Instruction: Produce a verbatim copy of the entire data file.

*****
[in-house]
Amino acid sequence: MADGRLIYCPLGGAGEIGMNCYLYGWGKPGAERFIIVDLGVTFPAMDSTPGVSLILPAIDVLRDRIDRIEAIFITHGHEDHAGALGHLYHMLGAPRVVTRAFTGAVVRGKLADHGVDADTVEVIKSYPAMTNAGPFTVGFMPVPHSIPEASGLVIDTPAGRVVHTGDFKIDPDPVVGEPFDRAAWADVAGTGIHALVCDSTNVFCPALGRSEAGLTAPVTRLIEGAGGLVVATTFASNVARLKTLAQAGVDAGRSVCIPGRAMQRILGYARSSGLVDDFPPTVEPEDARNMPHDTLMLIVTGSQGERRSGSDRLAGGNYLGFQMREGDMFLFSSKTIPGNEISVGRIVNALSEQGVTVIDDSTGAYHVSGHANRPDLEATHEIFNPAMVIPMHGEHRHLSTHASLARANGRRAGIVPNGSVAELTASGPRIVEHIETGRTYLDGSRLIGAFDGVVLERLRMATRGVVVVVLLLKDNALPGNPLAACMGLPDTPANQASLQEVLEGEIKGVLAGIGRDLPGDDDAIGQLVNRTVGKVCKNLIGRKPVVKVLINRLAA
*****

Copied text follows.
[in-house]
Amino acid sequence: MADGRLIYCPLGGAGEIGMNCYLYGWGKPGAERFIIVDLGVTFPAMDSTPGVSLILPAIDVLRDRIDRIEAIFITHGHEDHAGALGHLYHMLGAPRVVTRAFTGAVVRGKLADHGVDADTVEVIKSYPAMTNAGPFTVGFMPVPHSIPEASGLVIDTPAGRVVHTGDFKIDPDPVVGEPFDRAAWADVAGTGIHALVCDSTNVFCPALGRSEAGLTAPVTRLIEGAGGLVVATTFASNVARLKTLAQAGVDAGRSVCIPGRAMQRILGYARSSGLVDDFPPTVEPEDARNMPHDTLMLIVTGSQGERRSGSDRLAGGNYLGFQMREGDMFLFSSKTIPGNEISVGRIVNALSEQGVTVIDDSTGAYHVSGHANRPDLEATHEIFNPAMVIPMHGEHRHLSTHASLARANGRRAGIVPNGSVAELTASGPRIVEHIETGRTYLDGSRLIGAFDGVVLERLRMATRGVVVVVLLLKDNALPGNPLAACMGLPDTPANQASLQEVLEGEIKGVLAGIGRDLPGDDDAIGQLVNRTVGKVCKNLIGRKPVVKVLINRLAA